The United Nations General Assembly passed a resolution on Tuesday calling for an immediate ceasefire in the war between Israel and Hamas.
Out of the 193 members of the world body, 153 voted in favor of the measure, which is not legally binding. The United States joined Israel and eight other countries in opposing the resolution. There were 23 abstentions.
Also voting against the resolution were Austria, Czechia, Guatemala, Liberia, Micronesia, Nauru, Papua New Guinea and Paraguay.
The resolution includes similar language to a U.N. Security Council resolution that failed to pass on Dec. 8 due to a U.S. veto.
It makes no mention of Hamas or the Oct. 7 massacre that triggered the war.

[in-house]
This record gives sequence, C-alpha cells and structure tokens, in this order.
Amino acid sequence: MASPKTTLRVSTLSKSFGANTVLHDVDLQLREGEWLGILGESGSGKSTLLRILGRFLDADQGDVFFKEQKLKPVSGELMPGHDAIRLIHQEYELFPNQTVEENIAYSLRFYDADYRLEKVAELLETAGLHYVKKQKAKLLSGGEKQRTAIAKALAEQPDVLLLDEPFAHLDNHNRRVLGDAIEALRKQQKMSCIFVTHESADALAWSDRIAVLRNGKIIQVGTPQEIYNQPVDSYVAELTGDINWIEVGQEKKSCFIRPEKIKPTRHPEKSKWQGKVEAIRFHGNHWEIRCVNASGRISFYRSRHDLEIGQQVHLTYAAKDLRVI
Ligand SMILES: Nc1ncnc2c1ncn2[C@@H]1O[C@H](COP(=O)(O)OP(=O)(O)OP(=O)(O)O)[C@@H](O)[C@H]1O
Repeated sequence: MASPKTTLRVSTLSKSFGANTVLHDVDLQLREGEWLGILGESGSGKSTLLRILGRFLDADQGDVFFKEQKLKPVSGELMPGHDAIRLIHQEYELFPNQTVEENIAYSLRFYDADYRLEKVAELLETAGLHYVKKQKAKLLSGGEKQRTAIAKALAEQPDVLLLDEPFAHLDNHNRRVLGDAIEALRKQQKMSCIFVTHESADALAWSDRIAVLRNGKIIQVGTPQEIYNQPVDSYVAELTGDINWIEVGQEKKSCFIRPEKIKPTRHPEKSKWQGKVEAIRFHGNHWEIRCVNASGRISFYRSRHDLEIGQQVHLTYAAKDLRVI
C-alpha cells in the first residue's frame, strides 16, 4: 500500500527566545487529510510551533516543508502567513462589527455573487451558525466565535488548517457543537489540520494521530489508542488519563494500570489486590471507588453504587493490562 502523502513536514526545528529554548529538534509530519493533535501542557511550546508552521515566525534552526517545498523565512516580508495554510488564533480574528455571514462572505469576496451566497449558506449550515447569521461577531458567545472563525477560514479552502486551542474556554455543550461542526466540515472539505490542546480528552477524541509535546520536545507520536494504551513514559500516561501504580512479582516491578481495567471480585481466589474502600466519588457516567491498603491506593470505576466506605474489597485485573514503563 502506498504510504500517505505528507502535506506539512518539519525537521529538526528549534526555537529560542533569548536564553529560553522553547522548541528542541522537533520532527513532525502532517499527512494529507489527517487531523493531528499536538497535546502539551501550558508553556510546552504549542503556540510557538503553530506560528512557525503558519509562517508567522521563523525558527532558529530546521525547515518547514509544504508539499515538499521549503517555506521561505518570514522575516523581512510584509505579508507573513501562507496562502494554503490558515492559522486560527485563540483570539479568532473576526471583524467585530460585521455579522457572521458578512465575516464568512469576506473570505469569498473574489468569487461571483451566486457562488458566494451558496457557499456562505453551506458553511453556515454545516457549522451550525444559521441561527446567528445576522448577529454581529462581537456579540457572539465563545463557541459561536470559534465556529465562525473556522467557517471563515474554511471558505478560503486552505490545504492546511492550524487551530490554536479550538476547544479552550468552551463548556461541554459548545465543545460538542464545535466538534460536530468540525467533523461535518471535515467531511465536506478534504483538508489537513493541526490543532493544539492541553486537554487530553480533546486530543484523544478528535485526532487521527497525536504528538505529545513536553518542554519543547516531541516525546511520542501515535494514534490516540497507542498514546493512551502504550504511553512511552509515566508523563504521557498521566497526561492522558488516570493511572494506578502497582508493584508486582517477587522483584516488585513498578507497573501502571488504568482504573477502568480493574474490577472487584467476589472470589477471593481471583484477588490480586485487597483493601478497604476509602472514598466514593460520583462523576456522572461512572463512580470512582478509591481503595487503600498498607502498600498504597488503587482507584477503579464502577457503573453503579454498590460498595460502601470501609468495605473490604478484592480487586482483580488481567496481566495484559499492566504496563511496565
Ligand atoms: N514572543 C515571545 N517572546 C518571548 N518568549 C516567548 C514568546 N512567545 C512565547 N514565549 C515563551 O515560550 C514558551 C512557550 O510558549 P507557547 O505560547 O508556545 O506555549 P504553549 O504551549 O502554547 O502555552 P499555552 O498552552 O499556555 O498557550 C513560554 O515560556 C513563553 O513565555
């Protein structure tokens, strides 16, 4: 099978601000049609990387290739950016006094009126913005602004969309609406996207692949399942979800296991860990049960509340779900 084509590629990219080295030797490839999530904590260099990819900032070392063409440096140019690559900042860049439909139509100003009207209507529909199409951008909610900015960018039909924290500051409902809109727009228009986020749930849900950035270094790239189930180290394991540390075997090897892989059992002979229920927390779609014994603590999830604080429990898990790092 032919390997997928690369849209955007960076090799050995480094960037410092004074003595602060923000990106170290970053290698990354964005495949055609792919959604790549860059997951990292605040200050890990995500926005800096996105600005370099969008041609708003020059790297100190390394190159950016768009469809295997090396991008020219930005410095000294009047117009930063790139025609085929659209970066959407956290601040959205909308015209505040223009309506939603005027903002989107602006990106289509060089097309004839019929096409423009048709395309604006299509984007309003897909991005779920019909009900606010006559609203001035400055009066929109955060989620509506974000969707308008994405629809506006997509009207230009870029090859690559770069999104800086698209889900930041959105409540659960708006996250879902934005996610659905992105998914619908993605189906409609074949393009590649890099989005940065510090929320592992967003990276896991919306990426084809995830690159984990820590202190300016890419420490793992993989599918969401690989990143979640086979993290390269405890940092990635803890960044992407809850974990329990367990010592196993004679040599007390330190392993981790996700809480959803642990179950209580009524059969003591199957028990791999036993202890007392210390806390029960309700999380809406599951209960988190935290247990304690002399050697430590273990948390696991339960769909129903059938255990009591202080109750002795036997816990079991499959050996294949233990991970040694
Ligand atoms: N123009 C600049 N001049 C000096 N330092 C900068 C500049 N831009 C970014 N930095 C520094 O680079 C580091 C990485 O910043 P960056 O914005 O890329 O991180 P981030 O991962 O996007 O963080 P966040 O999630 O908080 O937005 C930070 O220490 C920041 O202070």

A draft proposal rejected by the UNGA would have included a paragraph stating that it “unequivocally rejects and condemns the heinous terrorist attacks by Hamas.” Another rejected resolution, introduced by Austria, would have added a demand for the immediate release of hostages held by Hamas.
During the General Assembly meeting ahead of the vote, Israel’s U.N. Ambassador Gilad Erdan held up a sign with the phone number of the Hamas offices in Gaza and asked members to call terrorist leader Yahya Sinwar if they wanted the fighting to stop.
“If you want a real ceasefire, call the Hamas offices in Gaza and ask for Yahya Sinwar. Tell him that when Hamas lays down its weapons, turns itself in and returns all the hostages, then there will be a real ceasefire that will last forever,” said Erdan.
“No piece of paper, especially one that is adopted by a biased, politicized majority, will prevent Israel from defending itself against those who seek our destruction. Israel is fighting a war for her future. There is not a single member state here that would act differently in a similar situation,” he continued.